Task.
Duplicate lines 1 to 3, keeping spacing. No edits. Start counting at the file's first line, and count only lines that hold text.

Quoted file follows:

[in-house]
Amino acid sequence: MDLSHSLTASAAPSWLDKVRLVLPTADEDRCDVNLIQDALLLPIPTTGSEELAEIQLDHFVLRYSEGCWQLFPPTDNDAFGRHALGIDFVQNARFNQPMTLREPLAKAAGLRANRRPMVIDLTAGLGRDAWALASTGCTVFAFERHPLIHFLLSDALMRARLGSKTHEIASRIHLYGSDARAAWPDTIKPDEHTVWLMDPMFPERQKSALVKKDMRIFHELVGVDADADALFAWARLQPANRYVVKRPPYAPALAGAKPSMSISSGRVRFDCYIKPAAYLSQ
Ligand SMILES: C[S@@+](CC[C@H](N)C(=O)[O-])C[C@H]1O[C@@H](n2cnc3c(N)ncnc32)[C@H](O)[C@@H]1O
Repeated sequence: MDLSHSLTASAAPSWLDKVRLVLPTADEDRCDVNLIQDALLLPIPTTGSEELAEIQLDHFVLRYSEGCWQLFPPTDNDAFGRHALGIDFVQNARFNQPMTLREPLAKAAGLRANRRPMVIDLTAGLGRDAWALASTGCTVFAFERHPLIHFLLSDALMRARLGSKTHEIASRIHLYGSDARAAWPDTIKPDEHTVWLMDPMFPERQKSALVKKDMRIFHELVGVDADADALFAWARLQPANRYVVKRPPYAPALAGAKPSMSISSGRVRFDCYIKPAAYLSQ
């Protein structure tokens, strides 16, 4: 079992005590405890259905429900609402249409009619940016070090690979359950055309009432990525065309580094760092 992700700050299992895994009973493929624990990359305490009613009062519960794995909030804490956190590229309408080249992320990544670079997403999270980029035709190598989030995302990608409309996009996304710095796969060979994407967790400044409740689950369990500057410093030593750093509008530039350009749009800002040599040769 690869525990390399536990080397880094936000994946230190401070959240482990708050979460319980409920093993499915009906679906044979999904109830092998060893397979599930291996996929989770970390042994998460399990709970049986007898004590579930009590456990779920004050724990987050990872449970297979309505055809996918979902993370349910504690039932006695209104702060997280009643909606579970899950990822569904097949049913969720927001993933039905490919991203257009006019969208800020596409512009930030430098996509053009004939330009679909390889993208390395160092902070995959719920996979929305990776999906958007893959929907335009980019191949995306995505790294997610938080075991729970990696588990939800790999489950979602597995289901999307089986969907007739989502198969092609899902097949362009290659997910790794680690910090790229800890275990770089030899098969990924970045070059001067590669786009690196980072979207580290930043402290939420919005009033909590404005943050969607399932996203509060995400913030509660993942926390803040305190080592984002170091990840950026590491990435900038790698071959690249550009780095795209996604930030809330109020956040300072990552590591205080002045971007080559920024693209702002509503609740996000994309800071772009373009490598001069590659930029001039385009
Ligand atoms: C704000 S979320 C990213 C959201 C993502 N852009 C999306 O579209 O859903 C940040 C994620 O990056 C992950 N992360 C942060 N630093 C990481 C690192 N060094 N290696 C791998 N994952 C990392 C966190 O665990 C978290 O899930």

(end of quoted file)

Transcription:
[in-house]
Amino acid sequence: MDLSHSLTASAAPSWLDKVRLVLPTADEDRCDVNLIQDALLLPIPTTGSEELAEIQLDHFVLRYSEGCWQLFPPTDNDAFGRHALGIDFVQNARFNQPMTLREPLAKAAGLRANRRPMVIDLTAGLGRDAWALASTGCTVFAFERHPLIHFLLSDALMRARLGSKTHEIASRIHLYGSDARAAWPDTIKPDEHTVWLMDPMFPERQKSALVKKDMRIFHELVGVDADADALFAWARLQPANRYVVKRPPYAPALAGAKPSMSISSGRVRFDCYIKPAAYLSQ
Ligand SMILES: C[S@@+](CC[C@H](N)C(=O)[O-])C[C@H]1O[C@@H](n2cnc3c(N)ncnc32)[C@H](O)[C@@H]1O